Microsoft has added two new tools to its Azure AI cloud products to give developers the ability to add richer artificial intelligence capabilities to their apps and services for enterprise users.
The new tools, Azure Custom Vision and an Anomaly Detector service, were unveiled in a March 26 post on the Azure Blog by Anand Raman, the Azure AI platform product manager at Microsoft.
Azure Custom Vision, which is now in general availability from Microsoft, provides automated machine learning to quickly and accurately identify objects within images, wrote Raman, while Anomaly Detector is a new cognitive service that lets developers detect unusual patterns or rare events in their data that could translate to identifying problems like credit card fraud. Anomaly Detector is now available in a preview version.
"Powered by machine learning, Custom Vision makes it easy and fast for developers to build, deploy, and improve custom image classifiers to quickly recognize content in imagery," wrote Raman. "Developers can train their own classifier to recognize what matters most in their scenarios or export these custom classifiers to run them offline and in real time on iOS (in CoreML), Android (in TensorFlow) and many other devices on the edge."
Improvements in the newly released version of Custom Vision include higher quality models using a new machine learning back end for improved performance, especially on challenging datasets and fine-grained classification, as well as simpler integration of computer vision capabilities into applications with 3.0 REST APIs and SDKs, wrote Raman. "The end to end pipeline is designed to support the iterative improvement of models, so you can quickly train a model, prototype in real world conditions and use the resulting data to improve the model which gets models to production quality faster."
In addition, the exported models are optimized for the constraints of mobile devices, providing high throughput while still maintaining high accuracy, while now also allowing developers to export classifiers to support Azure Resource Manager (ARM) for Raspberry Pi 3 and the Vision AI Dev Kit.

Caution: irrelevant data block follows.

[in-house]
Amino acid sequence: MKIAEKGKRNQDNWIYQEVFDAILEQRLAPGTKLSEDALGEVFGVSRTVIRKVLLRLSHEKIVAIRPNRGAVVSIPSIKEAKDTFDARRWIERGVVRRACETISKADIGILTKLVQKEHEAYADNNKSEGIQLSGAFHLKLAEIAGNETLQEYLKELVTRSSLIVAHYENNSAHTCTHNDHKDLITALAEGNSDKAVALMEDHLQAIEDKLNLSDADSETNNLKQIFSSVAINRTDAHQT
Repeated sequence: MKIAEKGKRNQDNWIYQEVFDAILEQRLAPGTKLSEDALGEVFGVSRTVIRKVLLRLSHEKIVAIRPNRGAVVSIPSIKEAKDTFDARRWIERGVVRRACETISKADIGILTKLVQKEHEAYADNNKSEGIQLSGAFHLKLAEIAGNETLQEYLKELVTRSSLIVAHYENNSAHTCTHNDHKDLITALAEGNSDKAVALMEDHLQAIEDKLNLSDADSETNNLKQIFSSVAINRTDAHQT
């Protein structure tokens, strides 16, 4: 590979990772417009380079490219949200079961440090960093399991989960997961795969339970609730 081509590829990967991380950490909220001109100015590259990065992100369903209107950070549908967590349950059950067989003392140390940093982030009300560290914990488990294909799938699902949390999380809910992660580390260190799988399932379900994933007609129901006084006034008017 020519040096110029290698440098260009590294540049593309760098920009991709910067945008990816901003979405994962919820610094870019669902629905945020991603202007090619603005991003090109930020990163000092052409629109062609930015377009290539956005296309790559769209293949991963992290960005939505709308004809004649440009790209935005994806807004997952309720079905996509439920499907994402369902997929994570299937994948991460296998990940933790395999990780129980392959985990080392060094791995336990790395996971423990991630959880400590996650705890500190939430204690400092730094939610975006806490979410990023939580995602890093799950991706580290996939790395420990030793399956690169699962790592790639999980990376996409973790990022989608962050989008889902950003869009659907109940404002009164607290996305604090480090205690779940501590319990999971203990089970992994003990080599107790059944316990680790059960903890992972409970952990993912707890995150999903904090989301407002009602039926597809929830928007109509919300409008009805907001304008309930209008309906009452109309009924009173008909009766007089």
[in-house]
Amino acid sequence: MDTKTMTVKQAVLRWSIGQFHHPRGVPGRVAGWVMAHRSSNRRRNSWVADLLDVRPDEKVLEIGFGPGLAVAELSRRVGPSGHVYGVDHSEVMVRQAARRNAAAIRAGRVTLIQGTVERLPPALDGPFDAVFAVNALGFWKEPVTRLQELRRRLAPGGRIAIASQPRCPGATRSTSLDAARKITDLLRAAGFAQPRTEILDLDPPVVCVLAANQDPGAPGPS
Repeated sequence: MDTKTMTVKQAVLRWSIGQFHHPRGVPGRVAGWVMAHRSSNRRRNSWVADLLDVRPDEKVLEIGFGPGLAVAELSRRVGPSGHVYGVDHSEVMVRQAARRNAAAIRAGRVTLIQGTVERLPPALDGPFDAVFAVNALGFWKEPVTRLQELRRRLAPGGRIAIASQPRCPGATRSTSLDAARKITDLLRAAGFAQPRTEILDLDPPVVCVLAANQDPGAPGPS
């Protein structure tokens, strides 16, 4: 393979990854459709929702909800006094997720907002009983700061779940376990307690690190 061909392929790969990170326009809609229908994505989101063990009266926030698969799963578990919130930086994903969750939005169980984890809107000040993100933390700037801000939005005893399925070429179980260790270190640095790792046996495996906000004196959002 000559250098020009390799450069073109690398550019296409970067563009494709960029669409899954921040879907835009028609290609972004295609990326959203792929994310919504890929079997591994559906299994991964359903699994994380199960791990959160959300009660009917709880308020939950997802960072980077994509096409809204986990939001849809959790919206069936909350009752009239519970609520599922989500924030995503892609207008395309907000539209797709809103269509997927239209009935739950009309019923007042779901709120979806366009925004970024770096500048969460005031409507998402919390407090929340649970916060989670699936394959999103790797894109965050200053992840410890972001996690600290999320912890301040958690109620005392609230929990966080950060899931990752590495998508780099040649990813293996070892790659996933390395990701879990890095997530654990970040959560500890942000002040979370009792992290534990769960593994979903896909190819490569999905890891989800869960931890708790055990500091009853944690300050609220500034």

The preview version of Anomaly Detector is used today by more than 200 teams across Azure and other core Microsoft products to boost the reliability of their systems by detecting irregularities in real time and accelerating troubleshooting, wrote Raman. "Through a single API, developers can easily embed anomaly detection capabilities into their applications to ensure high data accuracy and automatically [report] incidents as soon as they happen."
Common use case scenarios include identifying business incidents and text errors, monitoring internet of things (IoT) device traffic, detecting fraud, responding to changing markets and more, he wrote. "For instance, content providers can use Anomaly Detector to automatically scan video performance data specific to a customer's key performance indicators (KPIs), helping to identify problems in an instant. Alternatively, video streaming platforms can apply Anomaly Detector across millions of video data sets to track metrics. A missed second in video performance can translate to significant revenue loss for content providers that monetize on their platform."
Both new services are part of Microsoft's work to continue to improve Azure AI to help developers and data scientists deploy, manage and secure AI functions directly into their applications, wrote Raman. That work includes leveraging machine learning to build and train predictive models to improve business productivity with Azure Machine Learning; applying an AI-powered search experience and indexing technologies to glean insights with Azure Search; and building applications that integrate prebuilt and custom AI capabilities like vision, speech, language, search and knowledge, he added.
"Today's milestones illustrate our commitment to make the Azure AI platform suitable for every business scenario, with enterprise-grade tools that simplify application development and industry leading security and compliance for protecting customers' data," wrote Raman.